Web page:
On a panel several years ago, I was asked what was the greatest benefit that Agile had delivered to me personally. It took me no time to respond "unit testing." (While this answer is not historically accurate — unit testing precedes the Agile movement — it's clear that the Agile exponents made it a widespread practice. In large part, because of Kent Beck's lapidary JUnit implementation, which has been widely copied to most major languages.)
The specific benefit I — and many other developers — have enjoyed is quite simply less time spent in the debugger. Today (and for years now), I write code and then I write unit tests that exercise the edge cases and one or two main cases. Right away, I can tell if I missed something obvious or if my implementation has a slight burble that mishandles cases I expected to flow through easily.
This doesn't mean I can assert that I now feel comfortable my code is right. But what I do know is that it's better because it's been partially tested. The result of this is that the long sessions in the debugger trying to find why, for example, some data packets have an unexpected zero in the last byte, are pretty much done with. An error like that — invalid values or an improper format — will be caught right away by my tests. Previously, I'd have to wait for the bug to surface, then trap it, back up through code, examine and test it, and keep following the data up the call chain only to discover that at the very start when I created a substring, I miscounted by one the number of bytes to extract. Those days of 3 AM debugging are gone. Most of my debugger sessions today are about logic errors that transcend the unit level. I am happier and more productive.
I also enjoy another considerable advantage that I did not have prior to unit tests. As the collection of tests grows, the tests themselves become monitors of sorts that watch over my code to make sure it has not shifted unexpectedly beneath me. Because my code coverage is in the 75%-80% range, I have a lot of these monitors watching out for me. I run them all as a regression sequence any time I make a change that might have more than local impact. When I make a big change, I can tell right away if I have unhooked anything. For example, the other day, I changed the name of a major package. There were references to it throughout my code base. I had the IDE do the refactoring. When the compilation worked the first time, I felt a first measure of comfort. When all the unit tests passed, I had a high level of confidence that the change had been implemented non-disruptively. Without unit tests, I would never have made the change, because of the risk that it would cause problems for me far down the chain.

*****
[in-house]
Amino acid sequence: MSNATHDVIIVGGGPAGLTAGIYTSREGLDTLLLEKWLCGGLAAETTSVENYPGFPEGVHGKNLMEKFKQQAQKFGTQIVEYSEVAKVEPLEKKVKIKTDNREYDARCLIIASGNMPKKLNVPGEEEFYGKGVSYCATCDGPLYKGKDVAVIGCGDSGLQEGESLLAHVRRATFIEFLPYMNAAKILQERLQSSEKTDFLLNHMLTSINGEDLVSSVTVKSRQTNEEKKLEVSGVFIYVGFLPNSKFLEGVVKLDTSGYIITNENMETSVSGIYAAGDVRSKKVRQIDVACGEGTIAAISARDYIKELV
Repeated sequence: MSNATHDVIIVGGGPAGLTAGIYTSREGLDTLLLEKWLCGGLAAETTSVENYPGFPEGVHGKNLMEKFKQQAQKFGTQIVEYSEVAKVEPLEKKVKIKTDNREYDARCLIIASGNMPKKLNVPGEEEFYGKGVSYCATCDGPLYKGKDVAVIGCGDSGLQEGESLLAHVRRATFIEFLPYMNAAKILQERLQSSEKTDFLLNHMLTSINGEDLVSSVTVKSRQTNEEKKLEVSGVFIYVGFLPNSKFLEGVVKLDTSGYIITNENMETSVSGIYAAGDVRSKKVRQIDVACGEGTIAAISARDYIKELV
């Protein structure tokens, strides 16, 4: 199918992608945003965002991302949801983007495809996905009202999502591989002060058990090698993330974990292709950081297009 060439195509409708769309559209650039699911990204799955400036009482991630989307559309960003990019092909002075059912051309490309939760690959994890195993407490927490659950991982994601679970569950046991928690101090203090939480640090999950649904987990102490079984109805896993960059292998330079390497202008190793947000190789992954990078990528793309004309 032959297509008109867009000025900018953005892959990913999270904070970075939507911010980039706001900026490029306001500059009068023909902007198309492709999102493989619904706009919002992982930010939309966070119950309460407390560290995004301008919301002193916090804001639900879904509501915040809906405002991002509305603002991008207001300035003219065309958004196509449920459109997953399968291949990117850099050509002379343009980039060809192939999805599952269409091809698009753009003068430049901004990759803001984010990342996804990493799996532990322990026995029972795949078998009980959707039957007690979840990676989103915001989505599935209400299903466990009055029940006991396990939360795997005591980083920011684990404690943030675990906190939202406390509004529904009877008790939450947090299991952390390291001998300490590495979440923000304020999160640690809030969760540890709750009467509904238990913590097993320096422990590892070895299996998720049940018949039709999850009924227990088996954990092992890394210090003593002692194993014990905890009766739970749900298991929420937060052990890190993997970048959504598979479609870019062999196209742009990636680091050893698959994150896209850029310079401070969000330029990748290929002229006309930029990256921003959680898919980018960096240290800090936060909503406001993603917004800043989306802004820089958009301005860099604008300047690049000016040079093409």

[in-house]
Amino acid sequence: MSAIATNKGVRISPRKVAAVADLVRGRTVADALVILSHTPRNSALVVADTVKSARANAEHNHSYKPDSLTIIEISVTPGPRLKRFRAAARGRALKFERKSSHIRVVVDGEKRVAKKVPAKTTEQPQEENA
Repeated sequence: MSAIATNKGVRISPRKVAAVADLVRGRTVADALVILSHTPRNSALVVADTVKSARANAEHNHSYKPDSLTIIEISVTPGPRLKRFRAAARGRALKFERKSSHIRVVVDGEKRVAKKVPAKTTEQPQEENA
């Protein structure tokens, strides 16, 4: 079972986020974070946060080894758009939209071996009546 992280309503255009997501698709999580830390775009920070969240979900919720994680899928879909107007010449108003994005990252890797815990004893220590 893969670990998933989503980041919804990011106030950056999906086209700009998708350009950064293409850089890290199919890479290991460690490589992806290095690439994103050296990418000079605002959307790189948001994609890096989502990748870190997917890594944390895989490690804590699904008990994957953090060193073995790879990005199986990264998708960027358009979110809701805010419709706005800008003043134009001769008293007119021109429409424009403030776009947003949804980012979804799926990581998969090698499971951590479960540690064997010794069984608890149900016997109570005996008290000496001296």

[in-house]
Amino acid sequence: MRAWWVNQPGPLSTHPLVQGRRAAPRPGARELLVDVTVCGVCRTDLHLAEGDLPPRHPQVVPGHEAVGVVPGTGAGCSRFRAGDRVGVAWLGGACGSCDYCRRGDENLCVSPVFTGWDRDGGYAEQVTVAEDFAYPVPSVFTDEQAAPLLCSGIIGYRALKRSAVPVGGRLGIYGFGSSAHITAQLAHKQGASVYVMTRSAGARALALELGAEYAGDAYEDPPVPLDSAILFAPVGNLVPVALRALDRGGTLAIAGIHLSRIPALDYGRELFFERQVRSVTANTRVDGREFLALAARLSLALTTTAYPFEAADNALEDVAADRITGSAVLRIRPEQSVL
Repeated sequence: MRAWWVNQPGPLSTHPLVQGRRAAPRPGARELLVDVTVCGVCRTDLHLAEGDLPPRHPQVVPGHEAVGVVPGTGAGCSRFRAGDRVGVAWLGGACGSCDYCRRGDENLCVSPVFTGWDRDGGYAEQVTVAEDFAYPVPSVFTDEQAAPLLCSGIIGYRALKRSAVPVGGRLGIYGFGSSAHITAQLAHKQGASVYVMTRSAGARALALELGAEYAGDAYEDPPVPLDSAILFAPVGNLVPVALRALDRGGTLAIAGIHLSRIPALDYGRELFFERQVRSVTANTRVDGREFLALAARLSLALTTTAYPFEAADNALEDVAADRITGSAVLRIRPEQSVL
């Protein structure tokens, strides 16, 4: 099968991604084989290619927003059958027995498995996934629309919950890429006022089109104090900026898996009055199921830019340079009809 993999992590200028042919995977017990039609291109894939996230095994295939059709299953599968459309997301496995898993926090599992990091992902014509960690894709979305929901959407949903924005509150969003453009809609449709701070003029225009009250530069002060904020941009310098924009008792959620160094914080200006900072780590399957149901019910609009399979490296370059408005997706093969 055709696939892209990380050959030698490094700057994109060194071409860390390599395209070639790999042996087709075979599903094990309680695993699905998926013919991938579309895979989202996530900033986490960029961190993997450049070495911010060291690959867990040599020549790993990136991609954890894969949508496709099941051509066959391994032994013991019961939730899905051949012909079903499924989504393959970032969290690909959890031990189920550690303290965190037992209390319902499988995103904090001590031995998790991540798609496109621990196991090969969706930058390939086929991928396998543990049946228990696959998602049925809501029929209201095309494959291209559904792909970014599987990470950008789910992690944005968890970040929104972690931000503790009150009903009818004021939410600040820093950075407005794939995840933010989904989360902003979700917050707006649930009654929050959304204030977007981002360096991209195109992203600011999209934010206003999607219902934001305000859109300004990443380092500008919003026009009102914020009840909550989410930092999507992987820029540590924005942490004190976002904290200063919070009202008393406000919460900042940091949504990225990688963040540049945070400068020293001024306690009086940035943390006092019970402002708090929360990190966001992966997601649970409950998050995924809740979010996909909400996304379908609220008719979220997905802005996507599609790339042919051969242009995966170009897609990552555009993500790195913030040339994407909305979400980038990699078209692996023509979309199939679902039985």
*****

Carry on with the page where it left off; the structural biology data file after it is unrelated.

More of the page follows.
These benefits are not unique to me. Many Agilists view tests as enabling flexible development. In fact, the edgier subset among the Agilists won't code at all unless they have tests written beforehand. This approach is called Test-Driven Development (TDD), which they swear by, but which does not appeal to me. Regardless, the fundamental recognition that by writing unit tests, you assure yourself of the ability to make major changes easily is indeed a universal recognition.
However, the recognition is not universally embraced. A reader recently wrote to me, grousing about the current vogue that so values unit tests. His view was that the test are a waste of time. I've heard this view before. Unit testing has not been a waste of time for me, because the time it costs to write the tests is recovered from the shortened debugging cycle. And I gain the ability to make changes to the code with confidence. But the classic complaints often point to exactly such large changes. Namely, that if — in the Agile spirit — you throw away a bunch of code because of a shifting requirement, you also have to throw out a bunch of unit tests. Because unit tests typically represent 50%-75% of the size of the code base, you're chucking 1.6x code, say, for every 1x that needs to be changed. This is true, of course, but there's no way out of that bind. I could write untested code that I dreaded to debug and then I could feel better about having to dump it. But that's not exactly a happy place either.
One place where the complaint rings true is psychologically. The more code you've written, the more attached you become to it and the less you're willing to throw it away. And tests only add to this resistance. But the reality is that code is rarely stripped off and dumped en masse. Rather, some pieces are replaced selectively and others are modified. In this process, tests once again help assure that the code works as expected.
Most organizations today use unit tests in varying degrees. In a recent talk, Jeff Atwood of Coding Horror fame said he uses tests selectively — mostly when he's testing package interfaces. Others, as I pointed out, are more committed to their use throughout a project. If you're among the hold-outs who don't use unit tests at all, you're missing an excellent opportunity to make your code better and to improve your coding experience. As I said earlier, of all the practices the Agile revolution has brought to the mainstream, this is probably the one that will save you the most time and aggravation.